Determined Middlesex batsman Dawid Malan refuses to give up on England dream

Ross McLean
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Middlesex v Lancashire - Twenty20 Cup Quarter Final
Malan has backed the ECB's proposals for a city-based franchise T20 tournament (Source: Getty)

If patience, persistence and perspiration really do make an unbeatable recipe for success then Middlesex batsman and England hopeful Dawid Malan might feel he has ticked all the boxes.

The 29-year-old implies as much. Consistently touted for international recognition during his early career and at intermittent stages since, a maiden call arrived last summer for England’s Twenty20 with Sri Lanka.

He didn’t play, but recovered and ended the season with three first-class centuries as Middlesex won their first County Championship for 23 years whilst scoring heavily in the T20 Blast as well.

ECB North v South Series - Game One
The 29-year-old struck a century in the North versus South series last month (Source: Getty)

Malan also chalked up record-breaking exploits as England Lions skipper against Sri Lanka A in July 2016 when he struck an unbeaten 50-over 185 at Northampton.

“I’ve no idea if I’m knocking on the door,” Malan told City A.M.

“I’ve had three good Lions tours but then didn’t get picked for the Lions. I went to the North versus South [inaugural pre-season series] and did really well in front of the selectors – it’s been up and down.

“Other guys get picked who are younger and probably only had one good year, not three, four, five or six good seasons together. It does get a bit frustrating.

“But it’s not my right to play for England. It’s not my right to be picked, you have to earn that. I’m not saying I should play for England or that I’m good enough to play for England.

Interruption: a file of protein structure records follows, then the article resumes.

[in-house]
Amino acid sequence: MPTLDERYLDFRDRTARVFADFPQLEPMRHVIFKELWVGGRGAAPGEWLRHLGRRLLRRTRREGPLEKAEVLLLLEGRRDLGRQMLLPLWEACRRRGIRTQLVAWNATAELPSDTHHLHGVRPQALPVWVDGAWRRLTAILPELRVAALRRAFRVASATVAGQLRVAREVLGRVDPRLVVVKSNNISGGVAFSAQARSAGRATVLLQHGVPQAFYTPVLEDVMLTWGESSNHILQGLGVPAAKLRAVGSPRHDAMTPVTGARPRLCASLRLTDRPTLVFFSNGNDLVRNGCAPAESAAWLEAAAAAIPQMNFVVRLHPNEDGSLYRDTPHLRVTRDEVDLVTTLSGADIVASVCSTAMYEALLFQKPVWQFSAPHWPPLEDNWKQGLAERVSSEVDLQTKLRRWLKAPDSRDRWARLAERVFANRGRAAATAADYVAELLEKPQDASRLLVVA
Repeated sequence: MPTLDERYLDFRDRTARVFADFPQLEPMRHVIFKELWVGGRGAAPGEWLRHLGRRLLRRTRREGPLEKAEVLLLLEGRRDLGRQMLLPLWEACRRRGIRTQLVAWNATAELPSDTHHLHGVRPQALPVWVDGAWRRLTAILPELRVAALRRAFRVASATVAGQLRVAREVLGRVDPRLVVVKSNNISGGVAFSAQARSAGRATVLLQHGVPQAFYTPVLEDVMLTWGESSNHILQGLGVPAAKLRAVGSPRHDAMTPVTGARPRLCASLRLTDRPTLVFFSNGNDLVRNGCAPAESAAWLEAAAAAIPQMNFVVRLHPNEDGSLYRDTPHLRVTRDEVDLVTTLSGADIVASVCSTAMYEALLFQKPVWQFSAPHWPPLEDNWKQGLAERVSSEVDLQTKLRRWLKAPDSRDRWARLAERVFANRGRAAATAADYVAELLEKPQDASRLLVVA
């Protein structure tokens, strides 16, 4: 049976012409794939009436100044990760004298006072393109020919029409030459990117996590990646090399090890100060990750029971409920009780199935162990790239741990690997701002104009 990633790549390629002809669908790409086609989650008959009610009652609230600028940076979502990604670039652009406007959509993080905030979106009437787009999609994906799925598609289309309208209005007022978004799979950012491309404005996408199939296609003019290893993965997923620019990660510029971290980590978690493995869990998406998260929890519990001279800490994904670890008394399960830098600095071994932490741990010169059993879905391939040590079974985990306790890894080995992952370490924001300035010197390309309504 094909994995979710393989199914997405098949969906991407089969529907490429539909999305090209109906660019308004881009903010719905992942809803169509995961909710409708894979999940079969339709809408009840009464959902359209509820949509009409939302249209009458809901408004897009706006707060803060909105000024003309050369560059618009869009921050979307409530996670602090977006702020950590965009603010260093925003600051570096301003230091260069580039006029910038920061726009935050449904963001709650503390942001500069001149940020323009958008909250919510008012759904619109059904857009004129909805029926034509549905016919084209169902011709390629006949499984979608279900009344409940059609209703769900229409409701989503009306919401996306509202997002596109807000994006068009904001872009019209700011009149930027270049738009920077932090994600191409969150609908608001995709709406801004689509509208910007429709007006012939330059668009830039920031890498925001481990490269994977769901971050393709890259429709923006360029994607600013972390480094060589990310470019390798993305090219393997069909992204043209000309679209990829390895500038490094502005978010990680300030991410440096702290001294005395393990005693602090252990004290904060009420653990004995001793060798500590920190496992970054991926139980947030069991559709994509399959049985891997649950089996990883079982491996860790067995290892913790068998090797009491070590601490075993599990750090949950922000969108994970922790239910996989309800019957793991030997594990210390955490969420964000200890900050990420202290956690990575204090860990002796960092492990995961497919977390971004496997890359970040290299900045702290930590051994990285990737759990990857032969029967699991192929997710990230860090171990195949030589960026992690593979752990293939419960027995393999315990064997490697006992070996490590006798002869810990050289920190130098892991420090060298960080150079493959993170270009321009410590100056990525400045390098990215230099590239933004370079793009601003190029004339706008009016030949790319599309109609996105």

“I’m just saying that if you look at what people have done to play for England, you think that if you keep doing what you’re doing, you’ll be looked at.”


Malan could hardly have made a better start to the season, scoring a blistering unbeaten hundred during the North versus South tussles in the United Arab Emirates and a half-century for Middlesex against the MCC.

While the 2017 County Championship gets underway on Friday, the reigning champions begin their title defence against Hampshire next week. A belated start perhaps, but his intentions are clear.

“My ambitions are the same every year. I want to score as many runs as I can in all three formats for Middlesex and I want to play for England,” added Malan.

“They’ve been the same every year – improve, help Middlesex win games and trophies and play for England. I’m 29 years old but for some reason I get seen as a 45-year-old who is over the hill. I’m 29 and still young enough for England.

“You’ve still got to have that belief, that ambition and that drive. That’s what gets me up in the morning. If I score more runs than other people pushing then there’s no reason why I shouldn’t believe I have a chance to play for England.”


Left-hander Malan, who won the Pakistan Super League with Peshawar Zalmi last month, led from the front with four half-centuries as he skippered Middlesex to the T20 Blast quarter-finals last season.

Malan in action for Peshawar Zalmi in the Pakistan Super League (Source: Getty)

Given his affinity with the shortest form of the game, Malan backs the England and Wales Cricket Board’s proposals for a new city-based franchise tournament, although he believes some tricks have been missed.

“I’m a little surprised there are three overseas players [planned per side] and not two,” said Malan.

“I think it takes up one place too many, especially if you have all the England one-day players available.

“Every tournament you have, whether it’s to make money or promote the game, is to produce England cricketers and the more overseas players you have, the less chances there are for local players to showcase their talents.

“But I do think the competition will be fantastic for English cricket. Players have been watching other leagues with envy for years, thinking ‘why can’t we be part of this?’”